By Matthew Henry

SYDNEY: The federal government today backed the introduction of an official labelling scheme for digital TV products in the form of an easily-identifiable symbol to help consumers understand the capabilities of digital TV equipment.

Similar labelling regimes have been introduced overseas, such as the UK’s ‘Digital Tick’ logo which assures consumers that their products will work after the analogue-to-digital television broadcast switchover.

The Australian Communications and Media Authority (ACMA) will oversee the introduction of the labelling scheme, which is likely to take the form of an industry code of practice registered with the ACMA.

Details of the scheme and its roll-out have not been announced, but the government pointed to the water and energy labelling schemes for whitegoods as fine examples of successful mandatory labelling.

Products to be labelled will include digital televisions, set-top boxes and digital PVRs.

Samsung Electronics today welcomed the labelling scheme, saying it would give consumers confidence in buying digital TV products and help educate buyers.

“It seems a fairly prudent, practical step to at least warn people that the product they are buying may have a limited lifespan or limited functionality,” Samsung marketing manager – AV, Michael Apte, told today.

“The good news is that our research shows that consumers want to switch to digital – there is a genuine demand for the product – it is just about education and making sure the system works.”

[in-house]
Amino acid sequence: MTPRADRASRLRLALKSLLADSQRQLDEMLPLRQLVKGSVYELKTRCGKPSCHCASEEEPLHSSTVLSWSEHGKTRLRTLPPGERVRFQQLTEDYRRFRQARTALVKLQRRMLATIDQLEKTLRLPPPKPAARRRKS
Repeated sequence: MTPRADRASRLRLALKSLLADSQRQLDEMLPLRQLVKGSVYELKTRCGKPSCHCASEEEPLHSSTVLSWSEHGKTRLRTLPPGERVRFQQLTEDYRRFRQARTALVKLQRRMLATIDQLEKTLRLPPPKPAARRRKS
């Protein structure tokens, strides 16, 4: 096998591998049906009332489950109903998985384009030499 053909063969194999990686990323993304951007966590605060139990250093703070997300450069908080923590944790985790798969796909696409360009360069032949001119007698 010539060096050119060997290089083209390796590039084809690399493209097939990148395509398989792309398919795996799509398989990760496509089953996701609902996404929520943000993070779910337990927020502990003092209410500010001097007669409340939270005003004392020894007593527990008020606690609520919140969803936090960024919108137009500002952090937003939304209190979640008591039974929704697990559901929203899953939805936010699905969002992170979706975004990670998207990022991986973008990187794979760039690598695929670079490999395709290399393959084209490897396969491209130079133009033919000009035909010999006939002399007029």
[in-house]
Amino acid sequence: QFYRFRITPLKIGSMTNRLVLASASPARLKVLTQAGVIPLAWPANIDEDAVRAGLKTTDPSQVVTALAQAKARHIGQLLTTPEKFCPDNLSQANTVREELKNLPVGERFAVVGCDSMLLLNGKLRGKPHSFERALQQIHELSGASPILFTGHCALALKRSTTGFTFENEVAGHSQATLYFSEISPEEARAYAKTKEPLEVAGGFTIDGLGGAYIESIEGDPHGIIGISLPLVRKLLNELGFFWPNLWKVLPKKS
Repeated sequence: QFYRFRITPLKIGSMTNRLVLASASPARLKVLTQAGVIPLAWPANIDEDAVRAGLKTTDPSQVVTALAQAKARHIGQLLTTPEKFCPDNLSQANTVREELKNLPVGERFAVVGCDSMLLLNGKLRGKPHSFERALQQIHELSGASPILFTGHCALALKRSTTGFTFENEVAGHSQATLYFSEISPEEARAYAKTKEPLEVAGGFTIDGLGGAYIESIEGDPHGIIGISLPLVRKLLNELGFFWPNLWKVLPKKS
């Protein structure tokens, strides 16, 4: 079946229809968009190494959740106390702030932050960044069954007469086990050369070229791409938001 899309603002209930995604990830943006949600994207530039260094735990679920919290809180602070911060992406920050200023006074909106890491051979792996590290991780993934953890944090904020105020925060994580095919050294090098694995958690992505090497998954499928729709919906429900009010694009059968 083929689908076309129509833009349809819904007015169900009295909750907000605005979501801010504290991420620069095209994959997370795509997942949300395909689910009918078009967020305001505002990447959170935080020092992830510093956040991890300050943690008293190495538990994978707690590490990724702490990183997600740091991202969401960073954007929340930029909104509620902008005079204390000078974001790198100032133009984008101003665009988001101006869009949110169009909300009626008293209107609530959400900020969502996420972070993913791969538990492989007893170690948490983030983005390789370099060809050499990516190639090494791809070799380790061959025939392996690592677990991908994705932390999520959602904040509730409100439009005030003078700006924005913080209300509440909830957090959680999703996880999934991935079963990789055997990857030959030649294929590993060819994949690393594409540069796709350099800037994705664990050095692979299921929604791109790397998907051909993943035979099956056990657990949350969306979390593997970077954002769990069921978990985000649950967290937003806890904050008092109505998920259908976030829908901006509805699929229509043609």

Earlier this year, Sony deputy managing director, Carl Rose, also expressed support for a digital products labelling scheme to assist in consumer education, akin to the Digital Tick used in the UK.

The federal minister for communications, Senator Helen Coonan, today released the $20 million Digital Action Plan (DAP) outlining the government’s strategy for achieving digital switchover.

Senator Coonan also announced the creation of Digital Australia, which will be responsible for implementing the DAP and coordinating switchover.

Speaking at the ACMA annual conference this morning, Senator Coonan said the labeling scheme will be an important part of Digital Australia’s education campaign.

"Every weekend across Australia consumers are wandering around electrical stores buying television equipment they think will last them for years and years," said Senator Coonan, quoted in the West Australian.

"Clearly, consumers must be informed that to continue to receive television in the future they will need to buy a set-top box or at least a television with an in-built digital tuner."